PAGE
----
DAVID SMALL AGAINST HERALD ON SUNDAY

Case Number: 2265

Council Meeting: JUNE 2012

Verdict: Not Upheld

Publication: Herald On Sunday

Ruling Categories: Editorial Freedom
Accuracy
Unfair Coverage

Dr David Small, senior lecturer in education at the University of Canterbury, complained to the New Zealand Press Council that an editorial in the Herald on Sunday critical of breast-feeding advocacy groups including La Leche League was inaccurate.
The complaint is not upheld.

Background
On February 5, 2012, the Herald on Sunday reported that a short clip of All Black Piri Weepu bottle-feeding his baby which was to be part of an anti-smoking television commercial had been removed.
The clip was edited out after the organisation behind the commercial, the Health Sponsorship Council, sought the views of two parties, including the La Leche League, to ensure health messages were not mixed.
The League had raised concerns about the bottle-feeding image and subsequently, a petition instigated by a woman associated with the League drew 67 emails of complaint to the HSC.
The newspaper also wrote an editorial published that day headlined Too much fuss over a bottle boob which is the subject of Dr Small’s complaint.
The editorial argued breast-feeding advocacy groups including the League had over-reacted, and if they had not raised the issue, nobody would have noticed. The advertisement had been re-edited after a “furious response” from the groups.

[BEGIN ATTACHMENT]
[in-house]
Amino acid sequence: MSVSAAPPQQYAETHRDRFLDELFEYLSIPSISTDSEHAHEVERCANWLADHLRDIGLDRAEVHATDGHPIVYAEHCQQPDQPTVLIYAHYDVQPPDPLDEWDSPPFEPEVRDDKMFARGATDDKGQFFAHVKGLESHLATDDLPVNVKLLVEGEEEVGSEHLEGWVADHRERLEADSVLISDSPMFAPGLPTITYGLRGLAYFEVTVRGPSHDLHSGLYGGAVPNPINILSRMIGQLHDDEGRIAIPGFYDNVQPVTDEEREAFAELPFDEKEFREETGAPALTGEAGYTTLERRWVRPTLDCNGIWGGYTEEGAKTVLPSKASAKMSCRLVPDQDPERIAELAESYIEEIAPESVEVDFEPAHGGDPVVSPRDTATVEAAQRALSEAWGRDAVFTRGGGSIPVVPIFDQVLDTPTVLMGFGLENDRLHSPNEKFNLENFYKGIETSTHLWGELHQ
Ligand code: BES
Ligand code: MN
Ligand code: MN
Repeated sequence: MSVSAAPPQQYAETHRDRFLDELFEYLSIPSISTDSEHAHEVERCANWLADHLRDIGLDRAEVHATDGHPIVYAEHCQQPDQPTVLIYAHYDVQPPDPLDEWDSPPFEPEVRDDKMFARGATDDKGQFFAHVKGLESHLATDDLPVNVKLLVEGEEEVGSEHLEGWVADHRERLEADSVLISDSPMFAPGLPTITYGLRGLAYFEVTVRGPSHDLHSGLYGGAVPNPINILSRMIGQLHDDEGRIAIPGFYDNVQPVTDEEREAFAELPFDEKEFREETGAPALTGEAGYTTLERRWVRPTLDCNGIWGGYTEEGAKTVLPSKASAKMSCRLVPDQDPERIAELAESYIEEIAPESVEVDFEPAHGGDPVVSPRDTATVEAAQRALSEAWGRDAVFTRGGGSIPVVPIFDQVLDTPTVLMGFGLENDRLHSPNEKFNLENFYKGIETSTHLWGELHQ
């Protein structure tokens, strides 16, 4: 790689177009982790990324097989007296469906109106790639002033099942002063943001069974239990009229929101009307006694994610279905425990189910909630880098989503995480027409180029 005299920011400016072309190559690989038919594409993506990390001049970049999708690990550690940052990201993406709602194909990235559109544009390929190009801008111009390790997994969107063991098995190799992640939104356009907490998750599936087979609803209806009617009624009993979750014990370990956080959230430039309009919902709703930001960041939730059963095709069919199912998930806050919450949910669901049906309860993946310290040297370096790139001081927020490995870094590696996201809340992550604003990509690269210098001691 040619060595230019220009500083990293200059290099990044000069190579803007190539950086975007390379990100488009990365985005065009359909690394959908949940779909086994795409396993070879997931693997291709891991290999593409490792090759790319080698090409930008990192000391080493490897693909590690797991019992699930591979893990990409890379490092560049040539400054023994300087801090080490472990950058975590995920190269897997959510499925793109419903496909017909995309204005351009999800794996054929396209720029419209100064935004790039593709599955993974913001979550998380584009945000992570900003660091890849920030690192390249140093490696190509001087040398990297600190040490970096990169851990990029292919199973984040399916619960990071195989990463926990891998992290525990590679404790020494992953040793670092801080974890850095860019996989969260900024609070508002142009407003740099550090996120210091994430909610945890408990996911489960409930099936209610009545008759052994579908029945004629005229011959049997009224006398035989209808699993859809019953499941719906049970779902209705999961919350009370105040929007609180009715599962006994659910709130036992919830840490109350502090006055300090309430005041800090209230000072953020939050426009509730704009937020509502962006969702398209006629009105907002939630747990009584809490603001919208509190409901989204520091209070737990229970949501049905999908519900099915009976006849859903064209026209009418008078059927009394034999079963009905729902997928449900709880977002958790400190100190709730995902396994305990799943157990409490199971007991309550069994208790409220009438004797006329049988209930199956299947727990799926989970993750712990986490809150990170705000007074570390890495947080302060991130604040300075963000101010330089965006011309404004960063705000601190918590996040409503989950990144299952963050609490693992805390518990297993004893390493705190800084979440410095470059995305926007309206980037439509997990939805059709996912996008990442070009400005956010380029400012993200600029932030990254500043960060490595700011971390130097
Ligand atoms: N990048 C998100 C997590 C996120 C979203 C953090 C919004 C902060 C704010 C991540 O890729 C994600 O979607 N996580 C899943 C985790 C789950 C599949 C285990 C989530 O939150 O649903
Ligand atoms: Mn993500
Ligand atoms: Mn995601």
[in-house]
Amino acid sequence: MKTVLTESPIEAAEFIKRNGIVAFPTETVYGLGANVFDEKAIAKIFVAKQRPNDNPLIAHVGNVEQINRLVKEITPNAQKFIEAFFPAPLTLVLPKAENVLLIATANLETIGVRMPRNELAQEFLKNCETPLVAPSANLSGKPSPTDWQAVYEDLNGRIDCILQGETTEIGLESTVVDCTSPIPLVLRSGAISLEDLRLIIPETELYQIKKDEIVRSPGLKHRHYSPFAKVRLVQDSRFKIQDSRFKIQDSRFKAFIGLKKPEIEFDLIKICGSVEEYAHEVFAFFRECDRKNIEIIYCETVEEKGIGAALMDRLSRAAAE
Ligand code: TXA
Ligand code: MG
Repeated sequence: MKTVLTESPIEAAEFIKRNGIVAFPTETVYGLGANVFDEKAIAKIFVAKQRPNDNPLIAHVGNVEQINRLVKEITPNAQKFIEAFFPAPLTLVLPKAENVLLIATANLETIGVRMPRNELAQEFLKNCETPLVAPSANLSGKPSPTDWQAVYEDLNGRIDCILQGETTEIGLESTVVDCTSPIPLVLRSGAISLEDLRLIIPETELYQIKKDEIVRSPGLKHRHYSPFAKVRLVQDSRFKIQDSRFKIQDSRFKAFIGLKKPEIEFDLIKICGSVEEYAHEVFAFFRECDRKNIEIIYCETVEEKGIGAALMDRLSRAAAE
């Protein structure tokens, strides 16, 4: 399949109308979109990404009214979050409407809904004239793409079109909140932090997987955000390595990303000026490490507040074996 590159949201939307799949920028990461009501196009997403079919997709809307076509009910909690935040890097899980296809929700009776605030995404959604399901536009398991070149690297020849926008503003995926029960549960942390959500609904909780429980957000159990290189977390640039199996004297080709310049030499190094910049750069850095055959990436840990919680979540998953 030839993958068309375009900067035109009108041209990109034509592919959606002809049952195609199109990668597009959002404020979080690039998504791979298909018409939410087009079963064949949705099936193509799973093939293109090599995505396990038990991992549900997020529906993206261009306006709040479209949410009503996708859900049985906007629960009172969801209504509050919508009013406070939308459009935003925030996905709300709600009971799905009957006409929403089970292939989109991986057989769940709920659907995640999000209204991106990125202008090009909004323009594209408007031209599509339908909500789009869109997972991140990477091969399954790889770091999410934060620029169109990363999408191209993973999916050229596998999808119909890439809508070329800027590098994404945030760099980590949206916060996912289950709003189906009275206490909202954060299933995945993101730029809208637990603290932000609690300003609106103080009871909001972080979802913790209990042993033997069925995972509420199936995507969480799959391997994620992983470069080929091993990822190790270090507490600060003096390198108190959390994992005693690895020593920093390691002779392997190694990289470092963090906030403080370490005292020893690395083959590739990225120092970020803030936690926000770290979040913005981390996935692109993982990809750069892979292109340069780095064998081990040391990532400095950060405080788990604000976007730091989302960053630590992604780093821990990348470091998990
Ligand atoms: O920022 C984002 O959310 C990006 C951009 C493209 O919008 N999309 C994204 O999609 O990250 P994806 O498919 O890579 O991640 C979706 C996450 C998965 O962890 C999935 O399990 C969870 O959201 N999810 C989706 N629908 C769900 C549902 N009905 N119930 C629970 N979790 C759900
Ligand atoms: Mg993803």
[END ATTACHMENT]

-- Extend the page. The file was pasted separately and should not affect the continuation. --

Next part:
It also said “the naysayers’ reaction has a rather distasteful whiff of patch protection about it” and concluded: “No one who does not spend all day worrying about breastfeeding, would have seen it as undermining of the idea that breast is best.”

The Complaint
Dr Small said the concluding remark was not an opinion but statement of fact and inaccurate and the organisations did not deserve the opprobrium the newspaper had heaped on them. All groups had acting properly within their areas of expertise.
It was not accurate to say that people viewing the clip would not see it as undermining the idea that breast was best, and it was inaccurate to describe the reaction as furious.
He believed the editorial was a thinly-veiled attack on the organisations and they had been subjected to unprecedented barrages of hate mail as a result.

The Editor’s Response
The editor of the Herald on Sunday, Bryce Johns, said in his response to Dr Small that the newspaper had reported on people being influenced at least subconsciously by the sort of clip that was to be shown, and the newspaper held no bias against the League.
Further, the editorial was the newspaper’s honestly-held opinion and it was entitled to its opinion. The League itself could have expressed its opinion in the letters column.

Discussion
The editorial was clearly marked as such and was the newspaper’s opinion. The concluding sentence, in the view of the Press Council, is clearly an opinion.
Further, the Council has said that opinions can be expressed vigorously, even offensively, as along as they are based on facts. While there might be evidence that people can be influenced by such advertisements, the newspaper was still entitled to hold the opinion that broadcasting of the small clip would not have undermined advocacy of the promotion and supporting of breast-feeding.
The word “furious” can mean anger or rage but it is also capable of meaning rapid and in this context, the newspaper was entitled to use it. The use of the word “noise” in the editorial could also be justified based on the number of emails sent to the HSC.

Decision
The complaint is not upheld.

Press Council members considering this complaint were Barry Paterson, Tim Beaglehole, Kate Coughlan, Chris Darlow, Peter Fa’afiu, Sandy Gill, Penny Harding, Keith Lees, Clive Lind and Stephen Stewart.

John Roughan took no part in the consideration of this complaint.